September 13, 2010

When my left leg aches

The summer before I began kindergarten, I was filled with dread. I didn’t want to go to school.

I didn’t have any particular reason to fear kindergarten. I knew little brick elementary school building pretty well because it’s where my older sisters went. I’d gone there for Christmas concerts and the fall bazaar. In fact, I’d even gone to kindergarten for a day with Red-haired Sister and had had a great time.

But still, I hated change. I wanted to just stay home with my little brother and play traintracks on the carpet like we’d always done. I didn’t want to get on the big yellow bus with all those loud older kids, especially the tall 8th grade boys, who terrified me.

A boy from down the street told me that he knew a lucky kid who broke his leg — and got to stay home from school. That gave me a plan. All I needed to do was break my leg, and I wouldn’t have to go to school. Besides, I could probably get all kinds of attention and treats as well.

I tried my hardest that week to break my leg. My brother was a daredevil who had no fear of heights, and I followed him around, trying to jump off the same rocks he did. But unfortunately, my cautious nature kept me from hurting myself. I even went to a higher authority and prayed at night for God to break my leg, but my prayers were not answered.

Thirty-eight years later, on a hot August evening, three days before my fall semester began, I ran down the stairs in my own house, jumped the last four steps, hit the floor, and broke my leg in two places. I had to miss the first four weeks of the semester, and my leg was in a cast until January.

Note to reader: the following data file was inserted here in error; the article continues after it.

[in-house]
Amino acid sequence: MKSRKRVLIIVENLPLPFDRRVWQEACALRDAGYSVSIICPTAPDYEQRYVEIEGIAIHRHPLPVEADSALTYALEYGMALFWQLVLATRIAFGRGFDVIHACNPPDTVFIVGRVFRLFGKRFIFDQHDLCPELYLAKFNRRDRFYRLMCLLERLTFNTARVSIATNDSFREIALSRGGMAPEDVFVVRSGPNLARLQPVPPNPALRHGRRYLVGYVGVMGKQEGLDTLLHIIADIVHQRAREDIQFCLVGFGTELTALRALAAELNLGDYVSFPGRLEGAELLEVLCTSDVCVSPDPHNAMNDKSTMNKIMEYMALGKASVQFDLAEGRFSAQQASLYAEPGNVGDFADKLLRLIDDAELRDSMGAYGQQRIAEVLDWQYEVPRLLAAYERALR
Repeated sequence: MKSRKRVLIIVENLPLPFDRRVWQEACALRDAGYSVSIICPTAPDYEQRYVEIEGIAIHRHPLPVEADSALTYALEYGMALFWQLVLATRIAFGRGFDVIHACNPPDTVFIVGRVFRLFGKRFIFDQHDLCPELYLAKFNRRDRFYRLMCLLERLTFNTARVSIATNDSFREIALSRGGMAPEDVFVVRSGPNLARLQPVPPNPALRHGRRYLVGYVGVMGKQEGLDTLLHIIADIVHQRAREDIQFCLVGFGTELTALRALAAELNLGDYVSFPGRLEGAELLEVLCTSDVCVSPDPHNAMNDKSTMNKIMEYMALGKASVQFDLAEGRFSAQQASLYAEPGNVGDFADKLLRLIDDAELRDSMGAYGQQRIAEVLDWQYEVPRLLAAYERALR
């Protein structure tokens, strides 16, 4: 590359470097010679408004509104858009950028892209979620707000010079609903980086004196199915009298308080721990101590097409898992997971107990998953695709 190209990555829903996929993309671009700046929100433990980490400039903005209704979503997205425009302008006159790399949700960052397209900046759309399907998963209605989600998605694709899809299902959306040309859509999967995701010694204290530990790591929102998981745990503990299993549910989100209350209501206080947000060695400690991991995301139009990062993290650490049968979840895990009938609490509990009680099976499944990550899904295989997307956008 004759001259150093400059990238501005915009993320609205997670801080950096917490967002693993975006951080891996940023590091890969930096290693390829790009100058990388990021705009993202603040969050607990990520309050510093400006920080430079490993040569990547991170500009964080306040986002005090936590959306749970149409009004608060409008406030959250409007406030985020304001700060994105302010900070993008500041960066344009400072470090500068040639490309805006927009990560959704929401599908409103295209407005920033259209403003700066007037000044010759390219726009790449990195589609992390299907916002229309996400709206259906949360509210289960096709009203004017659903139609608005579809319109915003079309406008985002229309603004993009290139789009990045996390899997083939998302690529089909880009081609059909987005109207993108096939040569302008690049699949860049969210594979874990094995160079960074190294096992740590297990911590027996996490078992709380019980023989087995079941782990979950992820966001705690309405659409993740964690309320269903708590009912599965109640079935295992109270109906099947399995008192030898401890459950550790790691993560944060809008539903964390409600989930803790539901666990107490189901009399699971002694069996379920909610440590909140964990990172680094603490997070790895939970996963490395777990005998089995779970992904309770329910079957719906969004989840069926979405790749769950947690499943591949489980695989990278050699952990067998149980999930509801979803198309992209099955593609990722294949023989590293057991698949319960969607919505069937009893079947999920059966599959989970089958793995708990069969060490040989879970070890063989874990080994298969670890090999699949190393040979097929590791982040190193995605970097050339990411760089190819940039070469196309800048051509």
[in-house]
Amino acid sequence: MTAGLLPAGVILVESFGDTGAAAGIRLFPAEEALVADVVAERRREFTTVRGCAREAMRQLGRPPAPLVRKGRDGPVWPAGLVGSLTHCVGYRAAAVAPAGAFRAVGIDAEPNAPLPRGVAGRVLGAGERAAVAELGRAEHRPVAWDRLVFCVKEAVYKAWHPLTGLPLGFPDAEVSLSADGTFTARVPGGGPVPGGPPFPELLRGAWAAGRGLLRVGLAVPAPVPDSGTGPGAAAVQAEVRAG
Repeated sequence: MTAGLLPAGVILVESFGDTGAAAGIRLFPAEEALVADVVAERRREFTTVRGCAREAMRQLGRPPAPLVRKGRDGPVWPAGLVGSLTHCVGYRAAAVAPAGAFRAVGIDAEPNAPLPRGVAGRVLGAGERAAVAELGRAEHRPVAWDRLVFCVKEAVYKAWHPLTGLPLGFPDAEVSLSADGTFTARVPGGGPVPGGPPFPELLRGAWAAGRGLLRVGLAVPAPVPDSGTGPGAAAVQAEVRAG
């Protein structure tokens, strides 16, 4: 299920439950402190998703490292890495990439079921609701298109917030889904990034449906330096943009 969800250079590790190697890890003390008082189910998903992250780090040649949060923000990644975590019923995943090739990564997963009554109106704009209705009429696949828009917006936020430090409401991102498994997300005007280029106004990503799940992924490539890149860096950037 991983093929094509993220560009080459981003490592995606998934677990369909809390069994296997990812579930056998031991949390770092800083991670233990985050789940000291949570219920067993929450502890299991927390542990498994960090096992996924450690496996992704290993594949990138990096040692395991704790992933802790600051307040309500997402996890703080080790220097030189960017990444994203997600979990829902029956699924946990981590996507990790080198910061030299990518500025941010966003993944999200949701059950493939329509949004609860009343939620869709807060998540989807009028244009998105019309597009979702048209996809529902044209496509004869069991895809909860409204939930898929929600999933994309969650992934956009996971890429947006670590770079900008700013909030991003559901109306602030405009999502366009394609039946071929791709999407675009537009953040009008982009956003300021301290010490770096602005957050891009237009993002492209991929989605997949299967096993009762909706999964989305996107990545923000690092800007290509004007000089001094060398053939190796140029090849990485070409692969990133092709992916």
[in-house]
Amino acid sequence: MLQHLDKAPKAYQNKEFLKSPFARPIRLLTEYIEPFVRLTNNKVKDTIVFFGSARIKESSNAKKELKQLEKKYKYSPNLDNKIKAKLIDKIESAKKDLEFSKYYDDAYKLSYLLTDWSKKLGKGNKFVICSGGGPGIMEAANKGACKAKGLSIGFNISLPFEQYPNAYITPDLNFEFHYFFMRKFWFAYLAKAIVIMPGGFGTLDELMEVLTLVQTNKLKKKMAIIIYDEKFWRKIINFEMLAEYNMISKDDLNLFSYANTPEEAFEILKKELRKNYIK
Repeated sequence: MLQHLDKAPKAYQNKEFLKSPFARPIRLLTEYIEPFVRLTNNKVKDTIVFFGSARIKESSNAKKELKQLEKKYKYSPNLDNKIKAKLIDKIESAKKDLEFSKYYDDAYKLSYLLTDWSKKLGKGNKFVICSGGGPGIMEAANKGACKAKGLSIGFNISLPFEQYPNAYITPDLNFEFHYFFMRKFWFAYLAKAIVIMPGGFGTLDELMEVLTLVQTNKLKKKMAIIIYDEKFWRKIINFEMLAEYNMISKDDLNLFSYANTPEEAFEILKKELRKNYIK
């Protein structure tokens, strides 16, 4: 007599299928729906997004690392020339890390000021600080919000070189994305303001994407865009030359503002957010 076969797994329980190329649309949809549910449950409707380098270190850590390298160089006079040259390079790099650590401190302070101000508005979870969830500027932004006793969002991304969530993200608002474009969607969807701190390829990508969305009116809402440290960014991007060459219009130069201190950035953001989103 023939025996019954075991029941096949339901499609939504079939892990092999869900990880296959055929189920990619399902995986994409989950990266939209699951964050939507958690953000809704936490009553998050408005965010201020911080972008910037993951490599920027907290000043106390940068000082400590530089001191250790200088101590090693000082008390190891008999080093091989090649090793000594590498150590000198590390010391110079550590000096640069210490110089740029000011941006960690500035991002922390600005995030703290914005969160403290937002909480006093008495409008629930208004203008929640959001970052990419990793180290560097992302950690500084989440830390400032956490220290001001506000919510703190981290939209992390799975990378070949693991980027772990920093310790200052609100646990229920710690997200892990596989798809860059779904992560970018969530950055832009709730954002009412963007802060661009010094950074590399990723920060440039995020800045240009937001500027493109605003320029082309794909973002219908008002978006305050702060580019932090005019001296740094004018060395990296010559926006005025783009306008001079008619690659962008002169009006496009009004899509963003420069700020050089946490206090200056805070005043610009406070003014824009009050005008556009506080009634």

The leg did heal fine, but every once in a while when it’s about to rain, I’ll feel a familiar ache in the leg. I try to think of it as a subtle reminder of that change, even scary change, might well be less painful than a broken leg.


Xtin said...

Two years ago, in early-winter England, trying to get the packaging on a ferret harness open (true story!) I sliced open my hand with a kitchen knife and my best friend fed me hot tea in the emergency room while I held my wounded hand above my head in a tangle of hospital gauze.

Now as the lovely autumn thunderstorms move in here in Berlin, I often hear a distant grumble at the same time as the tendon through my palm twinges, reminding me of ... everything, somehow.

jo(e) said...

Xtin: It's cool how memories get stored in our bodies, isn't it?

sciwo said...

Great story, jo(e). Your last line is the sort of thing that will stick in my head.

Phil said...

Nice story, linking the past with the present. Do all wishes eventually get fulfilled? Is that a good thing?

I remember a similar episode when I was in high school, and had asked someone to a prom just because she wanted me to. I didn't want to, but had no other prospects, etc. The crescendo of remorse found me in the bathroom before showering for the dance, taking experimental cracks at my left radius bone on the counter, wondering how much force it would take to break it.

I went to the dance, and my arm is fine.

Xtin said...

jo(e), it really is cool. Sometimes that I wish they weren't stored there so perfectly and evocatively, for heartbreak and loss so often lives in a smell or a certain sensation, but the magic of pasts resurrected makes up for it.

Kim said...

I found a young girl banging her mouth against a steel pole in the preschool playground. She was trying to knock a tooth out to get a visit from a fairy...

Kyla said...

A delayed answer to those pre-Kindergarten prayers, perhaps? ;)

BrightenedBoy said...

It sounds like God got back to you just a little late.

I love your ability to divine larger lessons about life from events big and small.